Talking dead on walking tour: Oxford’s pioneers to be featured at cemetery event

Talking dead on walking tour: Oxford’s pioneers to be featured at cemetery event

Volunteers will be portraying Oxford’s pioneers during an Oct. 15 walking tour of the township cemetery on W. Burdick St. Photo by C.J. Carnacchio.

Folks are invited to stroll among the tombstones and journey into the past on Sunday, Oct. 15 as the Northeast Oakland Historical Society (NEOHS) conducts a walking tour of the Oxford Twp. cemetery on the north side of W. Burdick St.

“I just want them to enjoy the history of Oxford,” said Jim Lehtola, the tour’s organizer. “And I think this is a really pretty cemetery . . . The grounds themselves are so park-like with the rolling hills and all the oak trees. It’s just beautiful walking through here, especially in the fall.”

The tour’s theme is “Stories of Old Oxford: The Pioneers.” It will highlight the lives, deeds and achievements of the community’s 19th-century settlers.

The list of featured settlers includes John and Eliza Hovey, Dr. Egbert Burdick, Horace and Hannah Hovey, John Clemons, the Deming family, Samuel Axford, the VanWagoner family, William Powell and John Shippey.

“There are a lot of pioneers buried here, but these are the ones that I thought had really interesting stories – stories that were relatable or unusual,” Lehtola said.

Lehtola began researching the Oxford cemetery and its occupants last year. “I’ve found about 50 good stories,” he said.

One his personal favorites is the tale of the Demings.

They were Oxford Township’s very first settlers. Elbridge Deming made the first recorded purchase of public land here in 1823. He first traveled to his property in 1831 and moved his family there the following year.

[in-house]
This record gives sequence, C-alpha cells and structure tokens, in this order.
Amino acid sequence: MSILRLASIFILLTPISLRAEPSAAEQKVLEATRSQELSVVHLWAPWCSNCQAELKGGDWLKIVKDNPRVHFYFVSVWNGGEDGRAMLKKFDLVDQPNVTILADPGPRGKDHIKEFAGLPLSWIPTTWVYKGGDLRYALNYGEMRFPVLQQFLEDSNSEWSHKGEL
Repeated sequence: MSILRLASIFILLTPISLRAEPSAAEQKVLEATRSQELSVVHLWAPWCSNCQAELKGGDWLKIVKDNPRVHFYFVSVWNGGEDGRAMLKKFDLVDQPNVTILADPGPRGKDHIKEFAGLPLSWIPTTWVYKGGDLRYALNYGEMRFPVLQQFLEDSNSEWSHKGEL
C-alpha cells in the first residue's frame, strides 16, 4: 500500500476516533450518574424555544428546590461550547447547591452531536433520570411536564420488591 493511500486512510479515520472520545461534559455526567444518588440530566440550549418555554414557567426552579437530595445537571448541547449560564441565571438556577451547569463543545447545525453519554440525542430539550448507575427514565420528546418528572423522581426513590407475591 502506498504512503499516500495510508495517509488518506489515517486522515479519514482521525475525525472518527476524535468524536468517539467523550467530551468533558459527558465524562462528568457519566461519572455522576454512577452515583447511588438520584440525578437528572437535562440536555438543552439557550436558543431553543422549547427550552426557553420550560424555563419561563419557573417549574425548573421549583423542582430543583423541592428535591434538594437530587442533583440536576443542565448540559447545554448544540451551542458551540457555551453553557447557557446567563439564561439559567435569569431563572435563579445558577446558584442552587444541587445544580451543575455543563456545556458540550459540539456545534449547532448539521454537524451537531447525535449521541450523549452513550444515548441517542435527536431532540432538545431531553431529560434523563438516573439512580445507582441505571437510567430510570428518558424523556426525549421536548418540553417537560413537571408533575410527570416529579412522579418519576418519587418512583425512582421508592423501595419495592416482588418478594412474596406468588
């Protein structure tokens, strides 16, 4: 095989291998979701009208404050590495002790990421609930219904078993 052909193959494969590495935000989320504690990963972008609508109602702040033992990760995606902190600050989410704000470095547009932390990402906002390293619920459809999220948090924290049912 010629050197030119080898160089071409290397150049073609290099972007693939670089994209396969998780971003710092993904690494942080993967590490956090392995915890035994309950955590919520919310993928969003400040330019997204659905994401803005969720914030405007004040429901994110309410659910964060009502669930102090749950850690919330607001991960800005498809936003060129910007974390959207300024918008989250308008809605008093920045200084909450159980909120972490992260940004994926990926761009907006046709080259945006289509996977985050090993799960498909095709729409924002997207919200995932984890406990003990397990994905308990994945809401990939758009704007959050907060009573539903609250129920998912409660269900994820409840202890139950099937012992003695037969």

The Demings built a log cabin about 100 feet away from the Indian trail people used to travel between Pontiac and Lapeer. They constantly offered their hospitality to weary travelers, tramping through the wilderness.

“They didn’t have much and they were living in almost complete isolation, but they welcomed people into their house,” Lehtola said. “They didn’t charge them to stay for the night or even to feed them. If people pay them, that’s fine. If they don’t pay them, that’s fine, too.”

“I kind of like to think that through all the years, this is still (the essence of) Oxford – we welcome people to our community,” he added.

Oxford Township was established in 1837 and the village was incorporated in 1876.

Those taking part in the walking tour will gather behind the NEOHS Museum located at 1 N. Washington St. (the northwest corner of M-24 and Burdick St.) in downtown Oxford and be transported to the cemetery via a shuttle provided by the North Oakland Transportation Authority. There will be absolutely no parking at the cemetery.

“My idea is the shuttle bus is going to be like a time machine,” Lehtola said. “When they leave the museum, it’s the 21st century, but by the time they get to the cemetery, they’ve gone back into the 1800s.”

Tour groups will leave for the cemetery every half-hour beginning at 1 p.m. The last tour will begin at 3 p.m.

Right now, five tours are scheduled.

“If those tours get all booked up, we might add one or two more,” Lehtola said.

Once they get to the cemetery, guides will take the groups from grave to grave where they will encounter volunteers portraying the settlers and their relatives. Lehtola wrote a script for each of them. The volunteers are encouraged to dress in period clothing and even use props where appropriate.

“The whole tour is going to be a little bit over an hour,” he said.

Rain or shine, the tours will go on and there will be a lot of walking on uneven ground. Folks are encouraged to be prepared and dress appropriately.

Lehtola is hoping to make the tour an annual event. “I found so many good stories in here, I think it could be,” he said. “I think you could do several years of tours in here. Different themes, different people, every year.”

“One of the amazing things about this cemetery is there’s over 50 Civil War veterans buried here. You could do a lot of stories just about the Civil War,” Lehtola noted. “We have one person here that was actually (part of) President (Abraham) Lincoln’s honor guard at his funeral.”

Tickets for the tour are $15 each and nonrefundable. They can be purchased in advance, with cash or check, at the NEOHS Museum. The museum is open on Thursdays and Saturdays from 1-4 p.m. and during special events. Tickets will also be sold the day of the tour. For more information, please call the museum at (248) 628-8413.


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